Brazil has always been famous for its multitude of women. Now Rio 2016 is scoring points for its high prevalence of women athletes due to an evolution of most sports, no longer restricted to specific genders.
More women will compete in the Olympics in 2016 than in any other year in history, data from the International Olympic Committee shows.
In Rio, 45 per cent of all competitors will be women. That's more than double the figure from 1976, just 40 years ago. There will be some 4,700 women competitors of 10,444 total athletes–a 6.8 per cent increase since 2000.
While there were only two such Olympic sports in 1900, the 2016 Olympics will feature a record-setting 28 women's sports.
In T&T, everyone is waiting anxiously to see how its record 11 women will perform.
The anticipated performance of Michelle Lee Ahye in the 100 metres and her expected run as part of Team TTO relay team in the 4x100 metres, are being eagerly awaited.
She is part of a relay team that won bronze in world championships last year and is hoping to bring home T&T's first gold medal for women in the women's 4x100.
Lee Ahye was part of the squad that finished fourth in the sprint relay at the 2011 World Championships, and in which the team ran a national record time of 42.50 seconds.
Most may recall that although she was born in Port of Spain, she lives in Carenage with her mother, Raquel, who has been crucial in her development as a woman and athlete.
Lee Ahye won the national 100m titles in 2013 and 2014. In 2013, she traveled to Moscow, Russia for the IAAF World Outdoor Championships. In 2014, she went to Sopot, Poland for the 60 metres dash at the World Indoor Championships where she set a national record by running 7.10 seconds when placing sixth. Then in 2014, Lee Ahye ran a personal best 10.85 over 100 metres to earn a ranking of third in the world by Track and Field News.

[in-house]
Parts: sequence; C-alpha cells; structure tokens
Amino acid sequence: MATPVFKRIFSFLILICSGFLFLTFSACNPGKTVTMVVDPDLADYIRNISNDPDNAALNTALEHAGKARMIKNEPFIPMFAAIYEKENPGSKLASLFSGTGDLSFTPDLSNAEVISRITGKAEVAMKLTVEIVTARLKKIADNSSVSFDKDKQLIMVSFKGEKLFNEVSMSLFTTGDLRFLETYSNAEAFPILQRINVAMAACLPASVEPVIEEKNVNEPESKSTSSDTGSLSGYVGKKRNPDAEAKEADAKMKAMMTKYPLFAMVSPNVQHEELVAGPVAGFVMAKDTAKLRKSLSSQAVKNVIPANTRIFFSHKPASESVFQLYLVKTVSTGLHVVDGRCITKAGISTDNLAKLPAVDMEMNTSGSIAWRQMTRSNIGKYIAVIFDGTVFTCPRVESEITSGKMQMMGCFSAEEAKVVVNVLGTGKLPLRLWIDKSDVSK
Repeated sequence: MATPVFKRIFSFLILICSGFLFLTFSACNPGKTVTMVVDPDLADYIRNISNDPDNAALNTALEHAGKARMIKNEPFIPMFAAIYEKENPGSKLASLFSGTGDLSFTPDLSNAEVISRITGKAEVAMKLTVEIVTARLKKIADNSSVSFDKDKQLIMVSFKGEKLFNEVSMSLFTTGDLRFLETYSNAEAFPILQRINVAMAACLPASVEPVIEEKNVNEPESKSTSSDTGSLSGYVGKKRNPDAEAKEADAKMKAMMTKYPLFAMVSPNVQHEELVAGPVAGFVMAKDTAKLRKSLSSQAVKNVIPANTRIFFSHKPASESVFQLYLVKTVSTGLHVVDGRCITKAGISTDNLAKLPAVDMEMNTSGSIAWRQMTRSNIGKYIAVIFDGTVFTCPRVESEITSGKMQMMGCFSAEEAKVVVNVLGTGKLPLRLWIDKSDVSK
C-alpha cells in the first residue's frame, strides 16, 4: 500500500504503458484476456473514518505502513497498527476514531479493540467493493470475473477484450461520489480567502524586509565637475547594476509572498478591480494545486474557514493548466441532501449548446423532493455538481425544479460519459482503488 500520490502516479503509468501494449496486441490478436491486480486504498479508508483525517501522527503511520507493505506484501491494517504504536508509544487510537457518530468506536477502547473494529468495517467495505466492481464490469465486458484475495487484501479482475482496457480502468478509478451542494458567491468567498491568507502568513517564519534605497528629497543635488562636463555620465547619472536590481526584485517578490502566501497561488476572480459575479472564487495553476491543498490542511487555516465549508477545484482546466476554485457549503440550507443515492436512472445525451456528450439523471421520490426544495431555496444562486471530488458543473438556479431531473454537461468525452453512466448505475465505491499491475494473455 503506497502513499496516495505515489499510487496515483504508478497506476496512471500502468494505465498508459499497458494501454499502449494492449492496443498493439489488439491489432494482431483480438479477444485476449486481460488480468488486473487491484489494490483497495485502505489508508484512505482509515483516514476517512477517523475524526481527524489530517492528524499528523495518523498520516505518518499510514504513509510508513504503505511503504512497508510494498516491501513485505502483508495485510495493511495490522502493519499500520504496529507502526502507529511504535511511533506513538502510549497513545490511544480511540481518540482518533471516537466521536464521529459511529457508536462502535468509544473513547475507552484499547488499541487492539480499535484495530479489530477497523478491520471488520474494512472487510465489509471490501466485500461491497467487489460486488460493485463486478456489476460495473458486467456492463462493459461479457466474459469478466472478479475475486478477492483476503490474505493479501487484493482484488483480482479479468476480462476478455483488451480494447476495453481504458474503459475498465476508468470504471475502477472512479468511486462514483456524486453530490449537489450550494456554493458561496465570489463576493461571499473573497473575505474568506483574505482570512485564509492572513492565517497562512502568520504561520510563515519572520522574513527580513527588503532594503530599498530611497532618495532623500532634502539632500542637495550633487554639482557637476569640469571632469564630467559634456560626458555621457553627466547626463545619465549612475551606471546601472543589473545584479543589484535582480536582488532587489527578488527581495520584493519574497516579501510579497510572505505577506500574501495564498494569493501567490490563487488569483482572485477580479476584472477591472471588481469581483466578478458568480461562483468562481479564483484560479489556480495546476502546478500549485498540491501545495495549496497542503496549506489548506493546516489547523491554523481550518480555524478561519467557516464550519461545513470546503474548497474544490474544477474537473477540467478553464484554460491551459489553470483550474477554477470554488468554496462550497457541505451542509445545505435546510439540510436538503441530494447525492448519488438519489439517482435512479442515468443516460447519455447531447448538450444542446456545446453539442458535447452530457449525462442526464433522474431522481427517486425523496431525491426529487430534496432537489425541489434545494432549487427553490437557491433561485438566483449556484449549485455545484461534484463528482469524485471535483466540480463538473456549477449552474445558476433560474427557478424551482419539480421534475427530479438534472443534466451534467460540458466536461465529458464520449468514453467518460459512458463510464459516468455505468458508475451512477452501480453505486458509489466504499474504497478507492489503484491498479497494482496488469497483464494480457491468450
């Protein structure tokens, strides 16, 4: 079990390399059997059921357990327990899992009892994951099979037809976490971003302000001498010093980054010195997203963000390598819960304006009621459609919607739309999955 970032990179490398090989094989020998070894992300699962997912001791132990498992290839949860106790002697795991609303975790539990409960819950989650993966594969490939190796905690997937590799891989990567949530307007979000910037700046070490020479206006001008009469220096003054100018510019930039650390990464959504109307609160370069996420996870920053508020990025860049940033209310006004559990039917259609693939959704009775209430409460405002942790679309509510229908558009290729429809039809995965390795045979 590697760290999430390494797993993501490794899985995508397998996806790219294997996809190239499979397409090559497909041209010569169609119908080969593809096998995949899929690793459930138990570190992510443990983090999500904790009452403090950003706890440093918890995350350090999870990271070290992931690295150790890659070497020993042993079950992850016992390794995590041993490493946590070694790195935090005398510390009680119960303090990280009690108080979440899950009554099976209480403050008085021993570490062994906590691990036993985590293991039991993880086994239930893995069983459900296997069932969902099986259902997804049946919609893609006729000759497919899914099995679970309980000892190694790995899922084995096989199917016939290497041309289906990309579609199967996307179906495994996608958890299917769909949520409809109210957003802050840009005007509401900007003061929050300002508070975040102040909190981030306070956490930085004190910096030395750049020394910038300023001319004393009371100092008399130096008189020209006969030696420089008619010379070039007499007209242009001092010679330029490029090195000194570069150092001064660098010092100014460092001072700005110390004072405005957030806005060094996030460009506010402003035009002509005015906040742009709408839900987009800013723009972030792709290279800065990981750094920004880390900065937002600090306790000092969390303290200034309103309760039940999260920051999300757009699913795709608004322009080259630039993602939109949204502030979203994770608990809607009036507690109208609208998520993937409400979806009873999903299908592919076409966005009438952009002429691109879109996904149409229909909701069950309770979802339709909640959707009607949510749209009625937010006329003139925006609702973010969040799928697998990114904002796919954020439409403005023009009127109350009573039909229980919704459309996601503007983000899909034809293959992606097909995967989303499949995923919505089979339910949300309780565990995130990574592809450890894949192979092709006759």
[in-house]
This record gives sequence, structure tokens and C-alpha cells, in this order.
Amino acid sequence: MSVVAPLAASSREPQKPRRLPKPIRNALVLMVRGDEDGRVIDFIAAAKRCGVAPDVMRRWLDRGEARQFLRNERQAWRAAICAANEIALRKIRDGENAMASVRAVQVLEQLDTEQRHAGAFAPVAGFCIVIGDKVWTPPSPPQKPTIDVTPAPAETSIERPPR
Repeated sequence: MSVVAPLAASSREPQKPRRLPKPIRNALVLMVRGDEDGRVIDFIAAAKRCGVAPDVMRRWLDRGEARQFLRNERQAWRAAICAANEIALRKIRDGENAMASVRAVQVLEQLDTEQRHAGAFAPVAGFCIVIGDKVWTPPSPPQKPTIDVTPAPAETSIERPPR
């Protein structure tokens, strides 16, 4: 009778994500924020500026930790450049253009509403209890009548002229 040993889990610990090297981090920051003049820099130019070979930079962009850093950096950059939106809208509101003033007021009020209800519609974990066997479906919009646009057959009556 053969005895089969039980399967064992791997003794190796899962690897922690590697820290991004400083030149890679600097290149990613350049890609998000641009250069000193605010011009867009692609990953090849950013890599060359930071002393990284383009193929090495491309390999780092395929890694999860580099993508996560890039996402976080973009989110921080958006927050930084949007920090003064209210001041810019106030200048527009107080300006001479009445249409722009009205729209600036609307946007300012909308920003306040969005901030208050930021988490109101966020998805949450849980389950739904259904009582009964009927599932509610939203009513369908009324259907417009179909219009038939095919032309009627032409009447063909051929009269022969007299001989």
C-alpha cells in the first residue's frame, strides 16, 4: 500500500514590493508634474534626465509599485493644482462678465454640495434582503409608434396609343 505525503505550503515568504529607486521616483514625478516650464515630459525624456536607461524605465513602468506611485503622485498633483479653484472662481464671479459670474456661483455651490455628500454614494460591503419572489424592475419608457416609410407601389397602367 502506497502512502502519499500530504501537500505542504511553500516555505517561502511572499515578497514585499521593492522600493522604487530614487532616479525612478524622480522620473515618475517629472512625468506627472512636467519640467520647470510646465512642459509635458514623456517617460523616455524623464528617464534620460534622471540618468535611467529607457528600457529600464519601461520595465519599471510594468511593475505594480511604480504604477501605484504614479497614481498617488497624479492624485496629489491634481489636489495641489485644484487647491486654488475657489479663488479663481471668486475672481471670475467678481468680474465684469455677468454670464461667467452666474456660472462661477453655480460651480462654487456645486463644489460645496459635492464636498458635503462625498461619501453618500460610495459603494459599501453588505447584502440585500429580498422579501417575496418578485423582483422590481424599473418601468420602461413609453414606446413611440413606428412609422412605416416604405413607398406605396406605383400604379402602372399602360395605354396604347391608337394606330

Lee Ahye won the 100 metres at the Lausanne Diamond League meet in July 2014, clocking 10.98. Not to be satisified, she journeyed to the Glasgow Diamond League meet in Scotland and defeated defending Olympic champion Shelly-Ann Fraser Pyrce of Jamaica. She will be one of the athletes upon whom T&T will be placing high expectations.
Never to be underestimated is Cleopatra Borel.
Borel was born on the other side of Trinidad, in Mayaro. She started out as a runner but field events was her passion.
As a teen, she moved to the USA to attend university where she trained in shot put which became her specialty. She also participated in hammer throw.
Borel has competed in three Olympics and in the 2012 London Games, she threw 18.36 metres. She just failed to get to the finals but her strength knows no limit and she could be T&T's first woman medallist at these Games.
And there is Khalifa St Fort, who is being coached by four-time Olympic medalist Ato Boldon and who is also scheduled to compete in 4x100 metres relay.
The faithful and reliable Kelly Ann Baptiste and Semoy Hackett from Tobago, despite various difficulties, as well as Kai Selvon are all expected to do their part to make Team TTO proud.